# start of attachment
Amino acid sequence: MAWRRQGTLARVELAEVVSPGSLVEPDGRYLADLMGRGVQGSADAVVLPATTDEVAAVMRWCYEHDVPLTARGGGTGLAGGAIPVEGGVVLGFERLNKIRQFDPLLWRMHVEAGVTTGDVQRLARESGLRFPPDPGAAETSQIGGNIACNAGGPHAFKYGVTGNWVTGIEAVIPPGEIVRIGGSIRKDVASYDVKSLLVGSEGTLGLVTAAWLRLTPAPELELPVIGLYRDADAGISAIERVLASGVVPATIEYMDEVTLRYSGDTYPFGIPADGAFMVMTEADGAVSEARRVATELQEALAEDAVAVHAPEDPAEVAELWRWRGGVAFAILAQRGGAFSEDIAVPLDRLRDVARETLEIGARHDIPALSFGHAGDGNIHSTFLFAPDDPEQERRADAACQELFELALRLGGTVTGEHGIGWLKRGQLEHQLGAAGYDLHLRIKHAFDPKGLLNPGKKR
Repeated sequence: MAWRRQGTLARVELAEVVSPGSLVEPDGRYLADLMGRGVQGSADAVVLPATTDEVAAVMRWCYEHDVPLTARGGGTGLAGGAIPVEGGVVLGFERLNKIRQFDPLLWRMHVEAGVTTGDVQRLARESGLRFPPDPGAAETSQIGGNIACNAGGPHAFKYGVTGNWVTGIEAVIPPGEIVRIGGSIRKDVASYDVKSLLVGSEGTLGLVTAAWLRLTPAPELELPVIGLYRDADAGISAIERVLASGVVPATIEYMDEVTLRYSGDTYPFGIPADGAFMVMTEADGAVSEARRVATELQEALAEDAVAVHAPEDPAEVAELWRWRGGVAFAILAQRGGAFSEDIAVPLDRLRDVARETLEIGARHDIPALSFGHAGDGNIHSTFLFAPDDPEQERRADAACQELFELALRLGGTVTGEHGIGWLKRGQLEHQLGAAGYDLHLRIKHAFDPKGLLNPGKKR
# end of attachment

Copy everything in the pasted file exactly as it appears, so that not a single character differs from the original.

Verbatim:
Amino acid sequence: MAWRRQGTLARVELAEVVSPGSLVEPDGRYLADLMGRGVQGSADAVVLPATTDEVAAVMRWCYEHDVPLTARGGGTGLAGGAIPVEGGVVLGFERLNKIRQFDPLLWRMHVEAGVTTGDVQRLARESGLRFPPDPGAAETSQIGGNIACNAGGPHAFKYGVTGNWVTGIEAVIPPGEIVRIGGSIRKDVASYDVKSLLVGSEGTLGLVTAAWLRLTPAPELELPVIGLYRDADAGISAIERVLASGVVPATIEYMDEVTLRYSGDTYPFGIPADGAFMVMTEADGAVSEARRVATELQEALAEDAVAVHAPEDPAEVAELWRWRGGVAFAILAQRGGAFSEDIAVPLDRLRDVARETLEIGARHDIPALSFGHAGDGNIHSTFLFAPDDPEQERRADAACQELFELALRLGGTVTGEHGIGWLKRGQLEHQLGAAGYDLHLRIKHAFDPKGLLNPGKKR
Repeated sequence: MAWRRQGTLARVELAEVVSPGSLVEPDGRYLADLMGRGVQGSADAVVLPATTDEVAAVMRWCYEHDVPLTARGGGTGLAGGAIPVEGGVVLGFERLNKIRQFDPLLWRMHVEAGVTTGDVQRLARESGLRFPPDPGAAETSQIGGNIACNAGGPHAFKYGVTGNWVTGIEAVIPPGEIVRIGGSIRKDVASYDVKSLLVGSEGTLGLVTAAWLRLTPAPELELPVIGLYRDADAGISAIERVLASGVVPATIEYMDEVTLRYSGDTYPFGIPADGAFMVMTEADGAVSEARRVATELQEALAEDAVAVHAPEDPAEVAELWRWRGGVAFAILAQRGGAFSEDIAVPLDRLRDVARETLEIGARHDIPALSFGHAGDGNIHSTFLFAPDDPEQERRADAACQELFELALRLGGTVTGEHGIGWLKRGQLEHQLGAAGYDLHLRIKHAFDPKGLLNPGKKR